Tropicália is a beautiful love letter to the Brazilian artistic movement of the late 1960s. With a flamboyance and flair that matches its subject matter, the 2012 documentary combines dazzling archival footage with a fascinating history of political rebellion.
Decades before he became Brazil’s Minister of Culture, Gilberto Gil and his musical comrade Caetano Veloso were locked up by the country’s right wing military regime. As leaders of the tropicália movement, their collision of traditional music with northern hemisphere psychedelia was perceived as a threat to the cultural status quo. Watching the film’s black and white footage of Gal Costa unleashing a torrent of screams on national television, it’s easy to sense how their revolution started.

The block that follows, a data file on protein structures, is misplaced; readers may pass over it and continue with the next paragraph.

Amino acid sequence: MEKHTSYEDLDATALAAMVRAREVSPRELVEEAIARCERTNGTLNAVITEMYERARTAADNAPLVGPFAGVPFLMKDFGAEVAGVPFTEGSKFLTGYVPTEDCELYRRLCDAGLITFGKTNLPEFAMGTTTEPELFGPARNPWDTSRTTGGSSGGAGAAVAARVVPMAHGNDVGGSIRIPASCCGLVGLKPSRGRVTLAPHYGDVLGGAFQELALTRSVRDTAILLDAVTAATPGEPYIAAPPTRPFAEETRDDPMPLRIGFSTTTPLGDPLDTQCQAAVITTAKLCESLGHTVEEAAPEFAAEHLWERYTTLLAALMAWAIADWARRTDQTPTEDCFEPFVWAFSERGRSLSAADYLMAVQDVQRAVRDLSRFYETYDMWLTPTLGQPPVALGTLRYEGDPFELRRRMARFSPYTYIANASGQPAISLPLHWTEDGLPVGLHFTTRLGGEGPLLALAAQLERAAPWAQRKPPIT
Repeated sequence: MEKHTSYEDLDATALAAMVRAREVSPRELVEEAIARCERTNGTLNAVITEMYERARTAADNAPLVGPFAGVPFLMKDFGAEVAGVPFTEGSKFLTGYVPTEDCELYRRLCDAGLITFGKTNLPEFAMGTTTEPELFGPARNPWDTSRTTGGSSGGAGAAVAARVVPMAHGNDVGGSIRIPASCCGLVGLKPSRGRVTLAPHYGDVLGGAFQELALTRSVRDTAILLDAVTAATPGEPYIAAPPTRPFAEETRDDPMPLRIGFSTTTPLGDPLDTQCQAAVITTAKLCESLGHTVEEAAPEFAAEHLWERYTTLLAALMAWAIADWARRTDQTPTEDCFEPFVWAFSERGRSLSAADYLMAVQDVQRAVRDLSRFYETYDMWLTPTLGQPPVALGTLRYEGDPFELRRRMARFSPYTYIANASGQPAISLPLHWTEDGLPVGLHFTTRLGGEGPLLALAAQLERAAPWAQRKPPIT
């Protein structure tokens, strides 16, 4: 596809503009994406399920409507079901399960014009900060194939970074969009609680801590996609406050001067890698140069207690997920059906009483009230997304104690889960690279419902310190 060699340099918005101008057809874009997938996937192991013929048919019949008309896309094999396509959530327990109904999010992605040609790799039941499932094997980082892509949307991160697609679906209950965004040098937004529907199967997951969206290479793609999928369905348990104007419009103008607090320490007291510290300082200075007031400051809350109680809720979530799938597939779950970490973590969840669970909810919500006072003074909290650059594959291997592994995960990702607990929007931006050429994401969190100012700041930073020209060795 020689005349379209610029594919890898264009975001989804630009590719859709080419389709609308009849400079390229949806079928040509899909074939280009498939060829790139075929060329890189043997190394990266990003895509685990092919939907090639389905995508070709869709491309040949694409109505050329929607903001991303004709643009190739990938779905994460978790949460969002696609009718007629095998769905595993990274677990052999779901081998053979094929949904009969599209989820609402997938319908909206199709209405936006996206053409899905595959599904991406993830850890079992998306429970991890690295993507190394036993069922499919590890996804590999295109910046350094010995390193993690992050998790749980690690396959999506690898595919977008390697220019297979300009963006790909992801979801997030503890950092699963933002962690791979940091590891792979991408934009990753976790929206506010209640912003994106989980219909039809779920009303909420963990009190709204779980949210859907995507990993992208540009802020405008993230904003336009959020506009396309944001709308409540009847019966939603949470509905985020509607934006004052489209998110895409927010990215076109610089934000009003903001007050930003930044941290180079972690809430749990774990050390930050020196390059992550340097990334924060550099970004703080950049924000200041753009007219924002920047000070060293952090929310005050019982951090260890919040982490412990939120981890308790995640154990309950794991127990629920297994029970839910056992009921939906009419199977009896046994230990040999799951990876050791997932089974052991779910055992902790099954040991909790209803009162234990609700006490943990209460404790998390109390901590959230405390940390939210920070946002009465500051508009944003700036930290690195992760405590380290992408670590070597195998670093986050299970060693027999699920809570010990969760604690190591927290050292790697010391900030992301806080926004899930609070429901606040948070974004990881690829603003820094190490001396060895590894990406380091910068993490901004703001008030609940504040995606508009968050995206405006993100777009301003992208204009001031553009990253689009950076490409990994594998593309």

Director Marcelo Machado’s decision to include extended live performances makes the documentary a joyful experience. In their psychedelic costumes, Os Mutantes look like Brazil’s answer to The Monkees, but they sound incredible. Elsewhere, Gil and Costa’s set at the Isle of Wight becomes a hippy stage invasion jam for an audience of 50,000. Ultimately, Tropicália succeeds by making you feel like you’re at the party.